The Tale of Zatoichi
A surprisingly affecting film, one that rises far above its pedestrian intentions to become something special. I can’t think of a better way to start a series like this than with a film of this quality.
As the first entry in the longest running Samurai series in Japanese history, 25 movies from 1962-1973, I wasn’t sure what to expect from this one.
Certainly I expected a genre film; much like the James Bond series is to the west, I expect this to be a mostly fun and fluffy adventure. And it certainly was, but it was a whole lot more as well. This was a startlingly humane film, full of warmth and a wonderful message about the futility of violence and war. It was wonderfully acted and beautifully filmed, but really it was the message that struck me.
I don’t know where the series goes from here, it’s extremely apparent from the ending of this one that Daiei Film didn’t anticipate that they would have an enduring hit on their hands. I don’t know where the series will go, but I’m really looking forward to finding out.
For this first installment, we are mostly given an introduction to our main character, the blind swordsman Zatoichi. He is a former masseuse turned Yakuza warrior, and clearly already has something of a reputation as a man of uncommon skill with his blade. Still, at least at the beginning of the film, he seems to be treated more as a curiosity than a legitimate warrior. It’s also immediately apparent that he has some reservations about the life he has led, he seeks peaceful solutions to his problems and wants to help people anytime he can.
In fact, the only people he really takes advantage of are the stupid petty gangsters he’s surrounded by, and then only after they openly attempt to profit from his blindness. He is, essentially, absurdly gifted with his blade, but racked with guilt and torment for the life he has led up to this point.
Wandering into Iioka, supposedly at the behest of the local Yakuza boss, he seems to simply want to drink and relax. Unfortunately for Zatoichi, things aren’t exactly what they seem. Iioka is involved in a turf war with a rival gang, and this rival has hired a Ronin, a disgraced Samurai from Edo.
Over the course of the film Zatoichi and this Ronin, Hirate, get to know each other and become friends. There’s also a subplot involving one of the Iioka men, a woman he got pregnant, and his sister. But the main plot leads directly to the inevitable turf war and the final duel between Zatoichi and Hirate.
It all sounds like pretty standard genre Samurai, and for the most part it is. What sets it apart though, is that humane quality that I alluded to in the opening paragraph. This isn’t a film that glorifies violence, not at all. In fact the main message I got was that violence is ultimately just about the least useful thing anyone can waste their time with.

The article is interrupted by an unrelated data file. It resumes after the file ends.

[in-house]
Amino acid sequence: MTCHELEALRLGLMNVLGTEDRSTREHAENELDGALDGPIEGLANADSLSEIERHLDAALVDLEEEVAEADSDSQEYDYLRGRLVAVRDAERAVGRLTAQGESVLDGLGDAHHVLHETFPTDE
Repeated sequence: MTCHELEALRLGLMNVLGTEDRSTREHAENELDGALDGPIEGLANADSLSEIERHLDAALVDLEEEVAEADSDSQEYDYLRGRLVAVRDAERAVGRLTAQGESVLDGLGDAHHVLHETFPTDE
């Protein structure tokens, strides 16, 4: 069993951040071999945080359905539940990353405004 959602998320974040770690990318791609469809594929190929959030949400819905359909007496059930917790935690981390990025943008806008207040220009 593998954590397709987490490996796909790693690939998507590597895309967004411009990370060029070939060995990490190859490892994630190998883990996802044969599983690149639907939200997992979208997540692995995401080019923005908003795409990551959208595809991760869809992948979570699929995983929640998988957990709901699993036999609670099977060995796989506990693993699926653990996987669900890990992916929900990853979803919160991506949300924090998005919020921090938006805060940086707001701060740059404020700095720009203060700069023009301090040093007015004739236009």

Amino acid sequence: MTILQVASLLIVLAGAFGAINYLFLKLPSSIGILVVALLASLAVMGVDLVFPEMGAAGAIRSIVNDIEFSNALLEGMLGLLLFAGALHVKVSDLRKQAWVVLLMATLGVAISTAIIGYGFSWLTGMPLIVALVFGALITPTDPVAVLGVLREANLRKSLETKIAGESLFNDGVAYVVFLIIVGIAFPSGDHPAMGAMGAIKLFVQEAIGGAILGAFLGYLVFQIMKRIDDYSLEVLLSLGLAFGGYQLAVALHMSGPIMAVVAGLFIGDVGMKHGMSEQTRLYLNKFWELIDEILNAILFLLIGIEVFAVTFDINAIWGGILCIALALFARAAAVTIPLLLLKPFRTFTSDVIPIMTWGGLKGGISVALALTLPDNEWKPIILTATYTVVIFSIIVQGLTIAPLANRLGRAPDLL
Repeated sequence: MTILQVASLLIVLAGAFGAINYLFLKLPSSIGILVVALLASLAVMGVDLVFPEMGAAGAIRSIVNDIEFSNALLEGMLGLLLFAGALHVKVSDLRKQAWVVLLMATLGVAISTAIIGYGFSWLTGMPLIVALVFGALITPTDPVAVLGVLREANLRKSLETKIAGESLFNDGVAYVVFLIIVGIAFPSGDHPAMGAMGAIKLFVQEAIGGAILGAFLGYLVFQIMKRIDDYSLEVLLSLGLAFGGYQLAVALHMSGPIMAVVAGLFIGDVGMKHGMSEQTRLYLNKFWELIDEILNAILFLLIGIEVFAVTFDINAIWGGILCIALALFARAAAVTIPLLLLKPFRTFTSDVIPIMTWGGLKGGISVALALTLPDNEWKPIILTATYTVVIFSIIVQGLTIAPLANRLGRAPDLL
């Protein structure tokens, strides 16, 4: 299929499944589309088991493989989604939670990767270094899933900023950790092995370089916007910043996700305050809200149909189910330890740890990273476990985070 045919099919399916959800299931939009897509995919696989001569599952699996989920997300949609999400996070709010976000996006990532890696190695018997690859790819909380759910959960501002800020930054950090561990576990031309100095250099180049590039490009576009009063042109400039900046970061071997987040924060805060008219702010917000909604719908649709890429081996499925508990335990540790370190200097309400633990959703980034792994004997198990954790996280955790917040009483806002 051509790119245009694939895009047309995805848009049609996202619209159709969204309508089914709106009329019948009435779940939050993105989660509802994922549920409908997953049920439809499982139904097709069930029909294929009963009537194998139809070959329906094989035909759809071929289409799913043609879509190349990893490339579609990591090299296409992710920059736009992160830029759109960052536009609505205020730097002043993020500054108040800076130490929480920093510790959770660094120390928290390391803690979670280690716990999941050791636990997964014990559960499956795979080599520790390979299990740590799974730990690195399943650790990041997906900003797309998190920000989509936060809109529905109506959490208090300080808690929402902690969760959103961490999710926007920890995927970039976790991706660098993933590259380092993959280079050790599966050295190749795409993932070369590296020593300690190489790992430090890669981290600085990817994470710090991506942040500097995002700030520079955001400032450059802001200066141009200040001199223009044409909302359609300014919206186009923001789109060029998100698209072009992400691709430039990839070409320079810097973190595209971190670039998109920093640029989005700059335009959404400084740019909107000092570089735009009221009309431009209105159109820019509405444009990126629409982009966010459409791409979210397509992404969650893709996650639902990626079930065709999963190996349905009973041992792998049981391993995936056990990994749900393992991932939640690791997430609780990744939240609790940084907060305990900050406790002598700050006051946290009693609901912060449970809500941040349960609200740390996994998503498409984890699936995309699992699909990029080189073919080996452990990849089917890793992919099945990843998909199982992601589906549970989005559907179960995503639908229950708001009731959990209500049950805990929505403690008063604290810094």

Zatoichi, and to a lesser extent Hirate, would rather do almost anything than kill and fight. They both live by a strict code of honor, and will defend themselves as necessary, but it’s made very clear that they think this whole gang war is pointless and stupid. There is a really poignant moment where, after finding out that a young girl has either committed suicide or been killed in the river that they have been fishing in, Hirate and Zatoichi decide that enough killing has happened and they don’t even want to risk the life of the fish.
The rest of the characters in the film are basically window dressing to this friendship between these two great swordsmen. They like each other immediately, bonding over their favorite fishing spot, and have a wonderful conversation over some sake at a local bar. These two men are so alike, and have so much respect for each other, even as they know that their circumstances will almost certainly lead to their dueling at some point.
It’s a subtle relationship and it’s perfectly executed.
The whole thing would still be rather silly without the truly phenomenal performance of Shintaro Katsu as Zatoichi. He’s playing what is basically a blind superhero, but he plays the part with such dignity and respect that he really makes you believe in the character. It cannot have been easy to imbue this much personality in what could have so easily been a caricature.
From the way he holds himself, through his dialogue, and everything else about his performance, he made me invest in the reality of this tormented man. It was really magnificent. Hirate was also good, although he had less to do and less to work with. Still, he creates a very convincing portrayal of a man who has lost everything, someone who has only his honor left to him.
Rather than any of the cardboard characters around them, I think the scenery and the cinematography represent the rest of the cast here. This film is so beautifully shot, and so impeccably paced, it was a definite surprise and a very welcome one. I’m used to films like this being action, action, action, but this film spends most of its running time exploring these people.
It’s humane filmmaking, and it’s responsible for my liking this film as much as I did.